Childhood Acute Lymphoblastic Leukemia With the MLL-ENL Fusion and t(11;19)(q23;p13.3) Translocation
PURPOSE: To determine the molecular characteristics, clinical features, and treatment outcomes of children with acute lymphoblastic leukemia (ALL) and the t(11;19)(q23;p13.3) translocation.
PATIENTS AND METHODS: A retrospective analysis of leukemic cell karyotypes obtained from patients with new diagnoses of ALL who were treated at St. Jude Children's Research Hospital or by the Pediatric Oncology Group was performed to identify cases with the t(11;19)(q23;p13.3) translocation. Molecular analyses were performed on these cases to determine the status of the MLL gene and the presence of the MLL-ENL fusion transcript.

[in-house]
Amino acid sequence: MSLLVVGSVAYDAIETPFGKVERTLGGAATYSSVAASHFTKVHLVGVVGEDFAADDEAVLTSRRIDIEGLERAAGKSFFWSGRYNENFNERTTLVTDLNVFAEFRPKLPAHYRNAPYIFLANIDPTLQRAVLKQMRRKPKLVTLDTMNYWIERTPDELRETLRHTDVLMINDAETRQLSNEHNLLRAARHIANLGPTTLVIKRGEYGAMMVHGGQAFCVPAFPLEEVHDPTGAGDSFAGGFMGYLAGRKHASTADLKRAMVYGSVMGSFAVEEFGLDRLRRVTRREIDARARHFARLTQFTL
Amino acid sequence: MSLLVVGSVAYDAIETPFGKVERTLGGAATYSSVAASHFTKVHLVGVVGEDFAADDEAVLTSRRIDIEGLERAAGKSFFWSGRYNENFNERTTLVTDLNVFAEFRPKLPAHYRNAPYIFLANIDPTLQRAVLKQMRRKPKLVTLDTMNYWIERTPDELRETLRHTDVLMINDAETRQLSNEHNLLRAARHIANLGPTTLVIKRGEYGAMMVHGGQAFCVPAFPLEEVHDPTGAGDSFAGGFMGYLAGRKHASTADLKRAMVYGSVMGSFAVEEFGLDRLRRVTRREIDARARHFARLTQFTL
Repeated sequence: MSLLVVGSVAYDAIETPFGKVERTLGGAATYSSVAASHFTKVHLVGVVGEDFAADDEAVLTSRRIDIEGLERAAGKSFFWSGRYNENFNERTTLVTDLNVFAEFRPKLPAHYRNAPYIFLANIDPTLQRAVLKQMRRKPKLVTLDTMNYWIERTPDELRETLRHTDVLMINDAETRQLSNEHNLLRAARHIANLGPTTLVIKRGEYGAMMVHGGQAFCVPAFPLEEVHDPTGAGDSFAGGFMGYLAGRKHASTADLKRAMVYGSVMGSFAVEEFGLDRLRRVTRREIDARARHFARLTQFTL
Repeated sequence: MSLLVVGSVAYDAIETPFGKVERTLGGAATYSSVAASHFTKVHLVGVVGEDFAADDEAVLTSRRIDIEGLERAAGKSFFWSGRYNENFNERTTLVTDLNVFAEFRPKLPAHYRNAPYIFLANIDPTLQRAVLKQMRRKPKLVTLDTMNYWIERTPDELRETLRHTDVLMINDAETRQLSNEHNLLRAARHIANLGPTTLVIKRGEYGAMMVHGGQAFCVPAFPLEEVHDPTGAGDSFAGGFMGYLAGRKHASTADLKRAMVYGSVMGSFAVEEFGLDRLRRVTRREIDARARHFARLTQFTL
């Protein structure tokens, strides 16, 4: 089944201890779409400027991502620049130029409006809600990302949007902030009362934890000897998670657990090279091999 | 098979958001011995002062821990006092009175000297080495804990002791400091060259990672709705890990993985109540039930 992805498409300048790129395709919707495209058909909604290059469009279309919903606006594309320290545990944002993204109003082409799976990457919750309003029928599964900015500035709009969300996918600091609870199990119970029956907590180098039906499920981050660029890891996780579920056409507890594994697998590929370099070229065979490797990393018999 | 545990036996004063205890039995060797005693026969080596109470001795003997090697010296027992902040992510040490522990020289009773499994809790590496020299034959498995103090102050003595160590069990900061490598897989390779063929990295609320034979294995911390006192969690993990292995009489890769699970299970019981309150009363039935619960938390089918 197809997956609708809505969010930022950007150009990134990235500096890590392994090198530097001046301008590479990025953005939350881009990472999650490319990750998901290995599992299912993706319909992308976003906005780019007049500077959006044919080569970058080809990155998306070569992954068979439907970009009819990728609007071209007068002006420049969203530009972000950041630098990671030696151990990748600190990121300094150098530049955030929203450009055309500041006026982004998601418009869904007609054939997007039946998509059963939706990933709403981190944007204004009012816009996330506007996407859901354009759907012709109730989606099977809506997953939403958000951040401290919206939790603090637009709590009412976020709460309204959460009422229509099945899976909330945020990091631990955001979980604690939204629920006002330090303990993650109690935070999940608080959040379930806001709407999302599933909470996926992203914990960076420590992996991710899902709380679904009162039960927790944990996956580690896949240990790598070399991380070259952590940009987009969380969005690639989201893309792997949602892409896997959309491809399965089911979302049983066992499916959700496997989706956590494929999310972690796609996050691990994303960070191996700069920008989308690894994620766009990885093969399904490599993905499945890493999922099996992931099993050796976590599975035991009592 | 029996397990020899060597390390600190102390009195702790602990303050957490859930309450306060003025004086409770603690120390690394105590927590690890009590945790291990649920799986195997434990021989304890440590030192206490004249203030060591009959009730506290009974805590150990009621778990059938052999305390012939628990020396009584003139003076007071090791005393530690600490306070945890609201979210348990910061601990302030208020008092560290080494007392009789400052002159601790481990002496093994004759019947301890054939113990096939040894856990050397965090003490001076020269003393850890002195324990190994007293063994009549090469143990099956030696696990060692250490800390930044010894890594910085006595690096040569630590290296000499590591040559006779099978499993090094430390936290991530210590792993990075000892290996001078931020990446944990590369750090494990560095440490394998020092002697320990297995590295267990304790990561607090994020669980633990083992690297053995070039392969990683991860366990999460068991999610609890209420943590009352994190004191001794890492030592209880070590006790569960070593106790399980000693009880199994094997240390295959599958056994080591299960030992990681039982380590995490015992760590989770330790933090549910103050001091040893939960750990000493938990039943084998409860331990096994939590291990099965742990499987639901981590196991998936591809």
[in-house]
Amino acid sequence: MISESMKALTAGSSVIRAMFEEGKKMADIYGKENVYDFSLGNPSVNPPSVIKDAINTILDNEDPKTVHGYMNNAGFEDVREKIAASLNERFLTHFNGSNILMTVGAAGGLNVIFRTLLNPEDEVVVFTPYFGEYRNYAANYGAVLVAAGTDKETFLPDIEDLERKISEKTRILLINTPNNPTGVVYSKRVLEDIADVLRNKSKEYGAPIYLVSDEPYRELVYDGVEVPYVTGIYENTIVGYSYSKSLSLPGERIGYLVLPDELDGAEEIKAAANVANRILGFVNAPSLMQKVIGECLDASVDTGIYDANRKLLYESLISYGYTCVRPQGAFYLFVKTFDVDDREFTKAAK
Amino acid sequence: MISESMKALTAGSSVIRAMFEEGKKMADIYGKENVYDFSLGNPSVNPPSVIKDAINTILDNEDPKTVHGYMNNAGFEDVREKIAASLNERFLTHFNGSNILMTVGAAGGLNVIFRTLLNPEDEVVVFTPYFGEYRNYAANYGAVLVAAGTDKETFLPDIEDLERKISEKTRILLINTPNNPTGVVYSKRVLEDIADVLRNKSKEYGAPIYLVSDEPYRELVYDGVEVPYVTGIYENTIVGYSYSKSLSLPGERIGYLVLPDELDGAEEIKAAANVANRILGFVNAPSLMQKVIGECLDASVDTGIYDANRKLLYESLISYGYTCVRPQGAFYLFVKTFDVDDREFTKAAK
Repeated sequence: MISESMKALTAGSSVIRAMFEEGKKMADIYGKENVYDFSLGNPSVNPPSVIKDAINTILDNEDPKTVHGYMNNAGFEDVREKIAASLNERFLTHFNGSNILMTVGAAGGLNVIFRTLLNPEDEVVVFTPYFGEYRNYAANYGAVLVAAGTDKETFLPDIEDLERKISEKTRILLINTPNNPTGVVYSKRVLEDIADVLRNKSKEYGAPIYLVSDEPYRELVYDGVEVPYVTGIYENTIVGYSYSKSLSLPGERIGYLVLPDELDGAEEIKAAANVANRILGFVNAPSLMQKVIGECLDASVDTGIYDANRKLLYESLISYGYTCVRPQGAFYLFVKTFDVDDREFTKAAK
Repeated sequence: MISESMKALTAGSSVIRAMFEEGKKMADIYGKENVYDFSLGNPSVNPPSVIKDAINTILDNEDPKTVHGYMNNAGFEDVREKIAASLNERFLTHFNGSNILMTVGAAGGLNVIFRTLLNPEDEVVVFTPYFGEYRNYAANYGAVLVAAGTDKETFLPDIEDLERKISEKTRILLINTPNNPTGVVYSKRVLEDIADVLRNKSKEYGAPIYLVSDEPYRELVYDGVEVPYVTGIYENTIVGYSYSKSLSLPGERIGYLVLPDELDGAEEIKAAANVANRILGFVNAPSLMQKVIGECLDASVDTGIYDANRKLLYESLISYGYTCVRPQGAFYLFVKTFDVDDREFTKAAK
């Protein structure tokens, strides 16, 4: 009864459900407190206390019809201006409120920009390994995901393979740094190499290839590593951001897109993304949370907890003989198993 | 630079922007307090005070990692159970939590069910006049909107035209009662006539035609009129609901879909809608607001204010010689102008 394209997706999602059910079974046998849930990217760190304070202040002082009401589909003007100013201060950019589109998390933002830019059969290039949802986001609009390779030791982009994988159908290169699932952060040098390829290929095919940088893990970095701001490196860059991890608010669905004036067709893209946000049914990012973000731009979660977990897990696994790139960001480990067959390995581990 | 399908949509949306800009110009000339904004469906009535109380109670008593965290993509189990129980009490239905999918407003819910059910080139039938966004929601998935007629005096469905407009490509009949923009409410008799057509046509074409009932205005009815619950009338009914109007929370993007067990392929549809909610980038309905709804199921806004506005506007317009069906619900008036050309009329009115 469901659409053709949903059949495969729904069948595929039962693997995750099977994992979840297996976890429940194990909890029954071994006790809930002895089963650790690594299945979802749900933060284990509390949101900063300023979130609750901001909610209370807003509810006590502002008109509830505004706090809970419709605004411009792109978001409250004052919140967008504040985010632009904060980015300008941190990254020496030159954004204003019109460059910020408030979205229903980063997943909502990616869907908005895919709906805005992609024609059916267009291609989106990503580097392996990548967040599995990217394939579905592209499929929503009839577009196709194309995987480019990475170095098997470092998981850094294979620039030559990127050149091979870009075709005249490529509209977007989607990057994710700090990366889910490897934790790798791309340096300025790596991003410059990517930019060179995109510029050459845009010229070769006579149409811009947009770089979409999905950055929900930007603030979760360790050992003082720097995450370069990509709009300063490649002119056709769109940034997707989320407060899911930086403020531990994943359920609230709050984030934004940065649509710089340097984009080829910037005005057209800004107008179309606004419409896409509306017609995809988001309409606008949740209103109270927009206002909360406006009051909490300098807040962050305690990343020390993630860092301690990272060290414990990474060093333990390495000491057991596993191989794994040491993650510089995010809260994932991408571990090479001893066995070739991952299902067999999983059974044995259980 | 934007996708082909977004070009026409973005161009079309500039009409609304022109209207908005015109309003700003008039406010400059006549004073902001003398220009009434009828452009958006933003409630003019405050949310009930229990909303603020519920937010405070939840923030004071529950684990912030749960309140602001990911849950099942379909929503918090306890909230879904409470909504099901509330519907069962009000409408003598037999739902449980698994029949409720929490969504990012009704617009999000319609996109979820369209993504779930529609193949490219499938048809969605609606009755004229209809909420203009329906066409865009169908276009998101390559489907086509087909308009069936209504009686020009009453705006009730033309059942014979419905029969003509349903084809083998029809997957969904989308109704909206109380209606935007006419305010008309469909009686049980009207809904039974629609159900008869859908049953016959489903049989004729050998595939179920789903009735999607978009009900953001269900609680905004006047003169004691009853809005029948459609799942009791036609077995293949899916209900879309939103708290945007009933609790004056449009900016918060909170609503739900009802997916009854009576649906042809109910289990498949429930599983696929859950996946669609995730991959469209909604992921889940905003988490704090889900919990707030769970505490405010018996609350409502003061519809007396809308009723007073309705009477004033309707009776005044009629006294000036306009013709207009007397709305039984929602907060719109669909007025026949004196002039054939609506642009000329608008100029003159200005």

RESULTS: Among 3,578 patients with ALL and successful cytogenetic analysis, we identified 35 patients with the t(11;19)(q23;p13.3) translocation: 13 infants and 11 older children had B-precursor leukemia, whereas 11 patients had a T-cell phenotype. Although all of the cases examined had MLL rearrangements and MLL-ENL fusion transcripts, outcome varied according to age and immunophenotype. Among B-precursor cases, only two of the 13 infants remain in complete remission, compared with six of the 11 older children. Most strikingly, no relapses have occurred among B-precursor patients 1 to 9 years of age or among T-cell patients.
CONCLUSION: Although MLL gene rearrangements are generally associated with a dismal outcome in ALL, two distinct subsets with MLL-ENL fusions have an excellent prognosis. Our results suggest that patients with this genetic abnormality who have T-cell ALL or are 1 to 9 years of age should not be considered candidates for hematopoietic stem-cell transplantation during their first remission.